• jason picker says:

    This is true in all areas of life. When you are nice, people respond in kind, when you come out “guns blazing”, people also respond in kind.
    This isn’t to say that one should never use a “guns blazing” approach, but when trying to get compensation from a company, always try a kind approach 1st.

  • So many people complain today and are rude. I completely understand for legit reasons but I find that Americans do complain a lot. Have you seen posts on social media about road rage,calling 911 because a burger isn’t made fast enough?! That all makes me really think about what I complain about anything and how I treat people.

    I find that most people do not know how to complain properly or when, so this is awesome to kind of give a guidance on that! Thank you!

  • Try getting compensation from AA and United

  • SkinnyElvis says:

    If it is a problem with an airline, making a complaint to the dept of transportation can get a change in response in my experience.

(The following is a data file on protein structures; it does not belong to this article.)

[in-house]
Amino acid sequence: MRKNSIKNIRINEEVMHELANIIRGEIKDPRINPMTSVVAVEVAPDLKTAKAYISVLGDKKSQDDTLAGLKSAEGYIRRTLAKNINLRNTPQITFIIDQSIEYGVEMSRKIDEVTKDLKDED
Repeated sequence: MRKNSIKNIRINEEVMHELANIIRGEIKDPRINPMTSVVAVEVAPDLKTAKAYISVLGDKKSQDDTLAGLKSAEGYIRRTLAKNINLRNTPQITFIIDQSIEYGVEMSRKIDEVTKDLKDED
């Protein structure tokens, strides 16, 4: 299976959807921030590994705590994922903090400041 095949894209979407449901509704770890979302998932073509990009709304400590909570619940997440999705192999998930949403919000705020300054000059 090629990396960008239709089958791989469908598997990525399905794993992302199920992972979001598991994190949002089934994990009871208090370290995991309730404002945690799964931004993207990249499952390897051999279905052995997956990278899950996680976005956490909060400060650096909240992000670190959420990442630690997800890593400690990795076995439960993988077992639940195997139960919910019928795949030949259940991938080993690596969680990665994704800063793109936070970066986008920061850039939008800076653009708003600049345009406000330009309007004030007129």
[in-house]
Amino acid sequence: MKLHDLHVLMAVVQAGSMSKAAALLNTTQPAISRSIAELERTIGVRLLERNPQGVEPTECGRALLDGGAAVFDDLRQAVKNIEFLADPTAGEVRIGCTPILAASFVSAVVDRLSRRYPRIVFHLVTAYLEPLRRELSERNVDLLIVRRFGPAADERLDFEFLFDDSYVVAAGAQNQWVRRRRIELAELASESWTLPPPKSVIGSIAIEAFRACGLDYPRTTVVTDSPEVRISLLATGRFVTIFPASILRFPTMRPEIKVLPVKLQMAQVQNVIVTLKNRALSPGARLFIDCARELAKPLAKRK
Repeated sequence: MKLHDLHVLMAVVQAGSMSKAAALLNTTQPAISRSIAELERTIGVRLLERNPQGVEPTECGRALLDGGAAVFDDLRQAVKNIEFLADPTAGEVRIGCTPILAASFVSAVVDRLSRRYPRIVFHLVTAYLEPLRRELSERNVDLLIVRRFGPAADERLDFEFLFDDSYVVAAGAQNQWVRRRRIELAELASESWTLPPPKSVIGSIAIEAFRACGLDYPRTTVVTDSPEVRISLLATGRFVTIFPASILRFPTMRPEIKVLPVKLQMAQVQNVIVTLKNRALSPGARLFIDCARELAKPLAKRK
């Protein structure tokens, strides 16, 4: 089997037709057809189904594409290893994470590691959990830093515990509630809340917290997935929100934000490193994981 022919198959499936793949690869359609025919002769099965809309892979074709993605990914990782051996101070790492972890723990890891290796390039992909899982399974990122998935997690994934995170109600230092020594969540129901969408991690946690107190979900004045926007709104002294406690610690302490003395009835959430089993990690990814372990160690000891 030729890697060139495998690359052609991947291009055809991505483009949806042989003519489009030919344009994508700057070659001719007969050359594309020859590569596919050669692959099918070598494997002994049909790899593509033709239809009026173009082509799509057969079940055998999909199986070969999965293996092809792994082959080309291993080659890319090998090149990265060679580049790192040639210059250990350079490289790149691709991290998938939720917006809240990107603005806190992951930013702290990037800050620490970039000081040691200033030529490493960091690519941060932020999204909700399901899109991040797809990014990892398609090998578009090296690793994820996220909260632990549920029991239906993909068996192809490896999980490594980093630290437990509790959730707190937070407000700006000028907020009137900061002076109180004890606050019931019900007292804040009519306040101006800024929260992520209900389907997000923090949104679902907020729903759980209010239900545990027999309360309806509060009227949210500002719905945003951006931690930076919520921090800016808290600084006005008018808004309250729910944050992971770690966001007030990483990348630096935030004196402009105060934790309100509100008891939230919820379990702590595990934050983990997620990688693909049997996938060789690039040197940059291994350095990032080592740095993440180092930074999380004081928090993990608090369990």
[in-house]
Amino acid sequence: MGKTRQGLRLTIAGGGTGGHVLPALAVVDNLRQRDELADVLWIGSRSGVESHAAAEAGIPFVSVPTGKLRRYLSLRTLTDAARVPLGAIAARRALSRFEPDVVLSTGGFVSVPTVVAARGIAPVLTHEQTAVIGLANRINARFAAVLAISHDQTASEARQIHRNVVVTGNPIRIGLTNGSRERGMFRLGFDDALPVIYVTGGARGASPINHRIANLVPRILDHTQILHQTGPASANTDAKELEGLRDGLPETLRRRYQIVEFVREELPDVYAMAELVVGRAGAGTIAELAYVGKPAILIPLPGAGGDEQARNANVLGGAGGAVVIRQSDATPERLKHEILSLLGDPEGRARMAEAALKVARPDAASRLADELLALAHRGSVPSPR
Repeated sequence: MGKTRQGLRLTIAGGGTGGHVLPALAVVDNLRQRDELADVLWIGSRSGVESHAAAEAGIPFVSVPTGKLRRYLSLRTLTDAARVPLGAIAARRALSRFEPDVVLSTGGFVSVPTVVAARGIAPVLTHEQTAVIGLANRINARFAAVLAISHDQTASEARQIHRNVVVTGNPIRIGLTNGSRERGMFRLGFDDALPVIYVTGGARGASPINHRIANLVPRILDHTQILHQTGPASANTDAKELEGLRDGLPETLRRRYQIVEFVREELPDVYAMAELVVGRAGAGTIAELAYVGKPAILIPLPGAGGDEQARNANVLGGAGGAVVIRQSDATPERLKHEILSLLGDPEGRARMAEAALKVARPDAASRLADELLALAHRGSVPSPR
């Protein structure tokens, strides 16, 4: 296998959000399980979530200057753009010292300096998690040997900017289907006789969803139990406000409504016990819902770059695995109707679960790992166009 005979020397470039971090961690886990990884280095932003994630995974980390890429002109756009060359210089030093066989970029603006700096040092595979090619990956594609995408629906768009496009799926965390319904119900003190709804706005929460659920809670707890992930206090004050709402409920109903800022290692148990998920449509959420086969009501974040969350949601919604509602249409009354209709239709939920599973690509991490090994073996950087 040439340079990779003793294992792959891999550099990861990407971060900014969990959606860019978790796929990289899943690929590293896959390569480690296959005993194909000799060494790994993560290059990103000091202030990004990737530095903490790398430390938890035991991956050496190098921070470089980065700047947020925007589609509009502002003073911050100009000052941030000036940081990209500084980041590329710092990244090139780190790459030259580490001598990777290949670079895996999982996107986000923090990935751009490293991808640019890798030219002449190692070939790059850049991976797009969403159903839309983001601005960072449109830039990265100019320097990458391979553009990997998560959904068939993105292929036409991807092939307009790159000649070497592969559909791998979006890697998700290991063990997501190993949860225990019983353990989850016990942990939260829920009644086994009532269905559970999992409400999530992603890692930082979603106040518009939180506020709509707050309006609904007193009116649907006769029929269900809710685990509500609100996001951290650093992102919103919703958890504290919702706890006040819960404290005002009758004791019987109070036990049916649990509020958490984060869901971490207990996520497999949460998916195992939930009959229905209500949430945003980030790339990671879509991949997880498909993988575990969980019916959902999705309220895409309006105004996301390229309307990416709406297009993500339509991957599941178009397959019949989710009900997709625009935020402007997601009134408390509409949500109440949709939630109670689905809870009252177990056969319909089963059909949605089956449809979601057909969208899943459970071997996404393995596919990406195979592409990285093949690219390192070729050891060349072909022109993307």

• It’s easier if it’s an American based company. I’ve had little luck with foreign companies. They seem to think Americans complain just to complain.

  • Sometimes phone calls work too (although they take longer and don’t provide the satisfaction of publicly shaming companies). Airports in particular have some miserable employees lately, but there are also some great ones who really try hard to accommodate passengers.

  • Good article… I can never get fair compensation this should help

  • I’ve found usually Twitter gets an extremely fast response time from larger companies if staff members aren’t cooperating

  • Very good advice, especially about patience and being polite. I have seen too many people who thought they were overly entitled treating employees as if they were slaves. Things happen and are usually resolved with a bit of patience.

  • I tried Twitter it worked for me.